Even when close to their stars, other worlds could harbor liquid water
Illustration by Lynette Cook
“Cloudy with a chance of life” is astronomers’ latest forecast for Earth-sized exoplanets, even if they tightly hug their stars.
Planets that sit too close to their stars should be sizzling hot and are tidally locked — one side of the planet always faces the star while the other side is always dark. But new climate simulations indicate that clouds can help mitigate the heat. On tidally locked Earth-sized planets that orbit red dwarfs, stars slightly smaller and cooler than the sun, clouds may reflect enough radiation to keep the temperature cool enough for liquid water. The clouds also should hold in enough radiation to warm the planet’s dark side.
The findings could double the number of potentially habitable Earth-sized planets around red dwarfs, Jun Yang of the University of Chicago and colleagues report in the July 10 Astrophysical Journal Letters.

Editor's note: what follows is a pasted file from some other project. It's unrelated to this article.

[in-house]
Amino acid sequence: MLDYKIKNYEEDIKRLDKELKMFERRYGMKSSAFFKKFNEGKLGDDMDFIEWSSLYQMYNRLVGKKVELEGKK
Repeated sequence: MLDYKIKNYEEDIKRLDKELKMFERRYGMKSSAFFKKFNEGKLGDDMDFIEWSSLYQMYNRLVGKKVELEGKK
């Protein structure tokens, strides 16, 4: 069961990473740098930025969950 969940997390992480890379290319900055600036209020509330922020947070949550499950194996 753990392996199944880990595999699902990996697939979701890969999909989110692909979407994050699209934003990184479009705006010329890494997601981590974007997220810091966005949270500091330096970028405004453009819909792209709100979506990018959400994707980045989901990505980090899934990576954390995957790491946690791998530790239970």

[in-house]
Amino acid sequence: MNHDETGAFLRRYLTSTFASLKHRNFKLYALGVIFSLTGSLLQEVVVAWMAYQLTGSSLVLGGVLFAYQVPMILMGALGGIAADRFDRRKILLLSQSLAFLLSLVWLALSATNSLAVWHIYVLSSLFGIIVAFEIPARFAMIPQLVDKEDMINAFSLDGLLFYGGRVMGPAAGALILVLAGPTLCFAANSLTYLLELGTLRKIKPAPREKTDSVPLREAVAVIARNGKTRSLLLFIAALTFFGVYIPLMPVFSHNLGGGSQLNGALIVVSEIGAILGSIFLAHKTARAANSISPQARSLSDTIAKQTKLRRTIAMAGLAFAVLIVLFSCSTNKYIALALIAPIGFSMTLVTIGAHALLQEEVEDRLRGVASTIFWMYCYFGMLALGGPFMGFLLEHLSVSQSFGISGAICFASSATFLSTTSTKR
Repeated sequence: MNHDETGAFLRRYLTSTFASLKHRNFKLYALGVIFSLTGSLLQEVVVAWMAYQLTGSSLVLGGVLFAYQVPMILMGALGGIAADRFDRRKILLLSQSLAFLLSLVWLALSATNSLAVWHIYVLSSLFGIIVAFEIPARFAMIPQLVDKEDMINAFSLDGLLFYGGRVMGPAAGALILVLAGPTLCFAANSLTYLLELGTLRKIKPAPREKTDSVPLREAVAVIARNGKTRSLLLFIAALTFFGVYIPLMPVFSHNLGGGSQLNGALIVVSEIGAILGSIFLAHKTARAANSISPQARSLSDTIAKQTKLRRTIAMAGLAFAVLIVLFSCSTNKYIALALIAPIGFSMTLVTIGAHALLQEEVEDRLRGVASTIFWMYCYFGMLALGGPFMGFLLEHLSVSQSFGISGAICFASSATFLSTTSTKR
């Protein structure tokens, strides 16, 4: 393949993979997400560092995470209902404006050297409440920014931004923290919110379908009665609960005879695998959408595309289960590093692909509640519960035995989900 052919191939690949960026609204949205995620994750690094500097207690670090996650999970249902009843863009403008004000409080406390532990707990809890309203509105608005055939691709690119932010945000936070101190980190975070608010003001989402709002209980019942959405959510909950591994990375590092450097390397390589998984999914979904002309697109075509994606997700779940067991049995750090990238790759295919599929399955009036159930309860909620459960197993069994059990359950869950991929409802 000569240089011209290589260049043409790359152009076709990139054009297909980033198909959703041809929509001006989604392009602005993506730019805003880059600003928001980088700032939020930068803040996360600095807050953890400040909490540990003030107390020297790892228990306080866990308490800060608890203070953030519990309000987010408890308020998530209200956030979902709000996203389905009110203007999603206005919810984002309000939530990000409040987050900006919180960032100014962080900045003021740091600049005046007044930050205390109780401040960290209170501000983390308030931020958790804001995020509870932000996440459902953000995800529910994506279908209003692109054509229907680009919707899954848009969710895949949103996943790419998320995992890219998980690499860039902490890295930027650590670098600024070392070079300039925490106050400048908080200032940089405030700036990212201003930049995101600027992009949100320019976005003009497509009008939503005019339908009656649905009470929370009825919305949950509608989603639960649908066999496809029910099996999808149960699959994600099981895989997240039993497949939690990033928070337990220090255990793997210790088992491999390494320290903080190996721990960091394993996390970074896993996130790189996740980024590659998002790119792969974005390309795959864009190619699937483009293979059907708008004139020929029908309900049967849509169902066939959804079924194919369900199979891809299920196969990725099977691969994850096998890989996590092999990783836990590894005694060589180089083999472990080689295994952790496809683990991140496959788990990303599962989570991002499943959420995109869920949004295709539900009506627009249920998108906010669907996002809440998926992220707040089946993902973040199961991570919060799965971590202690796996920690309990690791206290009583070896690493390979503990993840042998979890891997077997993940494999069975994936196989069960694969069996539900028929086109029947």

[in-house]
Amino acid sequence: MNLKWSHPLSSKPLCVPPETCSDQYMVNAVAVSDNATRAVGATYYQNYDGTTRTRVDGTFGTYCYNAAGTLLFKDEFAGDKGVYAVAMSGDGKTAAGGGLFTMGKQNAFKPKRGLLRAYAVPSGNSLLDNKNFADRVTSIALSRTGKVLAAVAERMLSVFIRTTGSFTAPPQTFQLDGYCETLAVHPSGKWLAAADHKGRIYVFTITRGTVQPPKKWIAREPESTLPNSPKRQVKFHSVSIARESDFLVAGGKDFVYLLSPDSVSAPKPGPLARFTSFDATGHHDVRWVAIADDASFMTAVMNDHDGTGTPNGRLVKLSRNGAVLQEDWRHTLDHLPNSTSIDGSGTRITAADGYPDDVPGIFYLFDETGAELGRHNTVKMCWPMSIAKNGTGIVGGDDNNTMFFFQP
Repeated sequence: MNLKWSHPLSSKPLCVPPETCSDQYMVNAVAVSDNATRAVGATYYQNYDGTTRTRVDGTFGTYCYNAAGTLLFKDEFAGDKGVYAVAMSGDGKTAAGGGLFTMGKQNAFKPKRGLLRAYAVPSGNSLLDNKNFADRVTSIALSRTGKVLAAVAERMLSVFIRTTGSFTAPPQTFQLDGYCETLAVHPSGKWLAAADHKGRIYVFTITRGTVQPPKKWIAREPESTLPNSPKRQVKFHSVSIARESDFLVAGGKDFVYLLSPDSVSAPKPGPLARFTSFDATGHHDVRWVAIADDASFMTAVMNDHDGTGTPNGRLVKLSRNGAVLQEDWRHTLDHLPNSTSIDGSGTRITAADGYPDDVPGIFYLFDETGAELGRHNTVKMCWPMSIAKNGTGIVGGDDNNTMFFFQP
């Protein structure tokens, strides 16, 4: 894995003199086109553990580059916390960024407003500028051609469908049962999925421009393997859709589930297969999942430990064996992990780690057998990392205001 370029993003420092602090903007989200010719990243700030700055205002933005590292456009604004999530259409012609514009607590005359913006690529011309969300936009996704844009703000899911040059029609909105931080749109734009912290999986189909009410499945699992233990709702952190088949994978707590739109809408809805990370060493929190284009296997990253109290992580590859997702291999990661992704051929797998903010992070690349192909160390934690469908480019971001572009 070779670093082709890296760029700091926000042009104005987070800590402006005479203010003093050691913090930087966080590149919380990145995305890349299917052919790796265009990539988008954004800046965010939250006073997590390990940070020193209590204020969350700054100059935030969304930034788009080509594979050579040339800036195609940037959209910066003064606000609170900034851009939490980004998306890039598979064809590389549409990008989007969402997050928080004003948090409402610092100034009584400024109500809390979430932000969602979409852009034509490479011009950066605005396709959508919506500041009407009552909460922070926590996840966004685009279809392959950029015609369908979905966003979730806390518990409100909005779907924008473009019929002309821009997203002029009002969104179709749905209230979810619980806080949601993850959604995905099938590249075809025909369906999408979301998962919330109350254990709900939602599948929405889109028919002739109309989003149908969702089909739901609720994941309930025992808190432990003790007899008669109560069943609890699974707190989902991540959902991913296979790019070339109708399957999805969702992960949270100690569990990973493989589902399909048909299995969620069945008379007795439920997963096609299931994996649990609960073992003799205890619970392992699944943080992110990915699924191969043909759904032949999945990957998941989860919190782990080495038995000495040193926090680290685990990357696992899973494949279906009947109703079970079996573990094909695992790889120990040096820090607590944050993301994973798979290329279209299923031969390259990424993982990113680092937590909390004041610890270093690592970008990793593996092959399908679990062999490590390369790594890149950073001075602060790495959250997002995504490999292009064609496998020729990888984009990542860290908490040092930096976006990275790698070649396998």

J. Yang, N.B. Cowan and D.S. Abbot. Stabilizing cloud feedback dramatically expands the habitable zone of tidally locked planets. The Astrophysical Journal Letters. Vol. 771, July 10, 2013, p. L45. doi:10.1088/2041-8205/771/2/L45. [Go to]
A. Grant. Most Earthlike planets yet seen bring Kepler closer to its holy grail. Science News. Vol. 183, May 18, 2013, p. 5. [Go to]
N. Drake. Super-Earth spotted in life-friendly zone. Science News. Vol. 181, March 10, 2012, p. 14. [Go to]
R. Cowen. The hunt for habitable planets. Science News. Vol. 174, December 20, 2008, p. 16. [Go to]
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